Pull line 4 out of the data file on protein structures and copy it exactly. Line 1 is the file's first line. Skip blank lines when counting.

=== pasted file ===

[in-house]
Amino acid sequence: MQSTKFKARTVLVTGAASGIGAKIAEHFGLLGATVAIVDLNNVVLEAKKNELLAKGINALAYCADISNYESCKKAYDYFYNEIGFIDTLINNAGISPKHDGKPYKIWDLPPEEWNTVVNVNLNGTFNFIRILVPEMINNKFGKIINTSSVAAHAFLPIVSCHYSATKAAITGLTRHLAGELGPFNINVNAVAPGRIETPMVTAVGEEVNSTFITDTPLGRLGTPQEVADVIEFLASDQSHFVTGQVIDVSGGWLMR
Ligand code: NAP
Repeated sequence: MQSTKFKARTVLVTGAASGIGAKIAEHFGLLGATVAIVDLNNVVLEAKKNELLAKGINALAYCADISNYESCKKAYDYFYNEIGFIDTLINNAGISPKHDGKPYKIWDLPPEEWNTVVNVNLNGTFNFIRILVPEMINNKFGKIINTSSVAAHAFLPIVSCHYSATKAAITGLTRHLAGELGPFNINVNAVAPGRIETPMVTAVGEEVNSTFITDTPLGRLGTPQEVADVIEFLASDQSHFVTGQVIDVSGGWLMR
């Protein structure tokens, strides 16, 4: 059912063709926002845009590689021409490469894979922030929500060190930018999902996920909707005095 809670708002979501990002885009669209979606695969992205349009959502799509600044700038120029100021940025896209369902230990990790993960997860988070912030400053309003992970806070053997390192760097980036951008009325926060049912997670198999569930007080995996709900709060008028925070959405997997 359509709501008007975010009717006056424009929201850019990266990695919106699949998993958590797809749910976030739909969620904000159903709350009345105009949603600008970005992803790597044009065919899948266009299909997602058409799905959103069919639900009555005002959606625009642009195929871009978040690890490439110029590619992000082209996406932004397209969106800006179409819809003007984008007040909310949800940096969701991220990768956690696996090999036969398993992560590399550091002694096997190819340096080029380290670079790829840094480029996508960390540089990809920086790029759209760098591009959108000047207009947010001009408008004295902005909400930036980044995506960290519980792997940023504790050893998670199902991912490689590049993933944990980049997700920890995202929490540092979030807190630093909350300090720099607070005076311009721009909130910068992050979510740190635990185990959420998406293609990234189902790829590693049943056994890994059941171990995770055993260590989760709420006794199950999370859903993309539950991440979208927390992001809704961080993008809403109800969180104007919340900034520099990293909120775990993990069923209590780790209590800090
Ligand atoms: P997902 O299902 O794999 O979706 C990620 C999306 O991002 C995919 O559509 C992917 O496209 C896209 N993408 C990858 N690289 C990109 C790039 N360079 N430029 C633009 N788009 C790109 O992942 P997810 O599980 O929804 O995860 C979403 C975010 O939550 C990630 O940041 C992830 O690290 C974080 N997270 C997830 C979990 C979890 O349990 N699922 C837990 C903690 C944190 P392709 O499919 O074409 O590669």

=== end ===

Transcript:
Repeated sequence: MQSTKFKARTVLVTGAASGIGAKIAEHFGLLGATVAIVDLNNVVLEAKKNELLAKGINALAYCADISNYESCKKAYDYFYNEIGFIDTLINNAGISPKHDGKPYKIWDLPPEEWNTVVNVNLNGTFNFIRILVPEMINNKFGKIINTSSVAAHAFLPIVSCHYSATKAAITGLTRHLAGELGPFNINVNAVAPGRIETPMVTAVGEEVNSTFITDTPLGRLGTPQEVADVIEFLASDQSHFVTGQVIDVSGGWLMR